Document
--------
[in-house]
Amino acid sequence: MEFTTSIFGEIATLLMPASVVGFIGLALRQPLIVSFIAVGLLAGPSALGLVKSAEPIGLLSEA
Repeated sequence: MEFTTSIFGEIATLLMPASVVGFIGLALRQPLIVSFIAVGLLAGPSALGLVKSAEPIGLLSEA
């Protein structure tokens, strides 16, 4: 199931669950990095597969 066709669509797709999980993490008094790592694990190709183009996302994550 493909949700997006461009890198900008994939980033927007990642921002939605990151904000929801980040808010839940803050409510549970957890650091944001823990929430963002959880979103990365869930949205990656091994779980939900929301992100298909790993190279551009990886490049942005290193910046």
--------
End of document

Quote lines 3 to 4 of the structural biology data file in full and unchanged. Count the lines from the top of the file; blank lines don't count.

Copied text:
Repeated sequence: MEFTTSIFGEIATLLMPASVVGFIGLALRQPLIVSFIAVGLLAGPSALGLVKSAEPIGLLSEA
């Protein structure tokens, strides 16, 4: 199931669950990095597969 066709669509797709999980993490008094790592694990190709183009996302994550 493909949700997006461009890198900008994939980033927007990642921002939605990151904000929801980040808010839940803050409510549970957890650091944001823990929430963002959880979103990365869930949205990656091994779980939900929301992100298909790993190279551009990886490049942005290193910046």